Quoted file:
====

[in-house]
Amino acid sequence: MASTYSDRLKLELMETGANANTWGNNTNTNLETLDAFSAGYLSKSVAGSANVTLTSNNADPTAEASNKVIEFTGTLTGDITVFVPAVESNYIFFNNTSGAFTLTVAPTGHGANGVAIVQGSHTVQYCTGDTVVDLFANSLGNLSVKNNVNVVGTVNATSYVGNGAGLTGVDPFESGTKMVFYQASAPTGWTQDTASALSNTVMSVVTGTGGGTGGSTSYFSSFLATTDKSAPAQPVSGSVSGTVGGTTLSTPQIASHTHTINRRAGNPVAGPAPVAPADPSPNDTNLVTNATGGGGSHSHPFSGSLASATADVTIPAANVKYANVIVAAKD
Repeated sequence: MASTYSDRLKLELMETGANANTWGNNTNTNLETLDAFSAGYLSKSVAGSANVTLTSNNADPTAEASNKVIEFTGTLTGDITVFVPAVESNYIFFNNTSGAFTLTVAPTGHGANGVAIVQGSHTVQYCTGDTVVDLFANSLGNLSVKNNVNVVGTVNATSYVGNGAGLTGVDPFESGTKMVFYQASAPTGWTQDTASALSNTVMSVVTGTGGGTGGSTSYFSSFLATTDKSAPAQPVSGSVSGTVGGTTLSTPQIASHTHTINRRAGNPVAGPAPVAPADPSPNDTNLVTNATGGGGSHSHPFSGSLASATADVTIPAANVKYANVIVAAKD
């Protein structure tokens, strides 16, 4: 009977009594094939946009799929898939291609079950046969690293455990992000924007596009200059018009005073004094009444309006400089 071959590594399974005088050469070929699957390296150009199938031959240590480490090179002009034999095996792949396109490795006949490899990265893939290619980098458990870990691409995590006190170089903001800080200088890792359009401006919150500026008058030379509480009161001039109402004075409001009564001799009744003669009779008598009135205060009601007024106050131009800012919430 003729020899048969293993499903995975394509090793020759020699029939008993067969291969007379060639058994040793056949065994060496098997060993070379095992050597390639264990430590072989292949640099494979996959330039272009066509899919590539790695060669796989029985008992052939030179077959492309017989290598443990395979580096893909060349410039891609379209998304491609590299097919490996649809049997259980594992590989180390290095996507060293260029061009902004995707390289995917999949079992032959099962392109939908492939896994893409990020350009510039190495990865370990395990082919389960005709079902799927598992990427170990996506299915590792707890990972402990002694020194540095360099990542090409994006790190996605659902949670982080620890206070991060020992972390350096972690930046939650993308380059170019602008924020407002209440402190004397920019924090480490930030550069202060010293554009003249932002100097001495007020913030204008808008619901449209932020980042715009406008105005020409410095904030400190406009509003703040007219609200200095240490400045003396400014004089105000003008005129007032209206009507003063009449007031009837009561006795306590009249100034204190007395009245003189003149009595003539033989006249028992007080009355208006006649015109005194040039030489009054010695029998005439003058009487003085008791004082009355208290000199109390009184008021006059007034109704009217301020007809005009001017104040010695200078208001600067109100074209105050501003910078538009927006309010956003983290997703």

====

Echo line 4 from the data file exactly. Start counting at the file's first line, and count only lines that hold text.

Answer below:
């Protein structure tokens, strides 16, 4: 009977009594094939946009799929898939291609079950046969690293455990992000924007596009200059018009005073004094009444309006400089 071959590594399974005088050469070929699957390296150009199938031959240590480490090179002009034999095996792949396109490795006949490899990265893939290619980098458990870990691409995590006190170089903001800080200088890792359009401006919150500026008058030379509480009161001039109402004075409001009564001799009744003669009779008598009135205060009601007024106050131009800012919430 003729020899048969293993499903995975394509090793020759020699029939008993067969291969007379060639058994040793056949065994060496098997060993070379095992050597390639264990430590072989292949640099494979996959330039272009066509899919590539790695060669796989029985008992052939030179077959492309017989290598443990395979580096893909060349410039891609379209998304491609590299097919490996649809049997259980594992590989180390290095996507060293260029061009902004995707390289995917999949079992032959099962392109939908492939896994893409990020350009510039190495990865370990395990082919389960005709079902799927598992990427170990996506299915590792707890990972402990002694020194540095360099990542090409994006790190996605659902949670982080620890206070991060020992972390350096972690930046939650993308380059170019602008924020407002209440402190004397920019924090480490930030550069202060010293554009003249932002100097001495007020913030204008808008619901449209932020980042715009406008105005020409410095904030400190406009509003703040007219609200200095240490400045003396400014004089105000003008005129007032209206009507003063009449007031009837009561006795306590009249100034204190007395009245003189003149009595003539033989006249028992007080009355208006006649015109005194040039030489009054010695029998005439003058009487003085008791004082009355208290000199109390009184008021006059007034109704009217301020007809005009001017104040010695200078208001600067109100074209105050501003910078538009927006309010956003983290997703």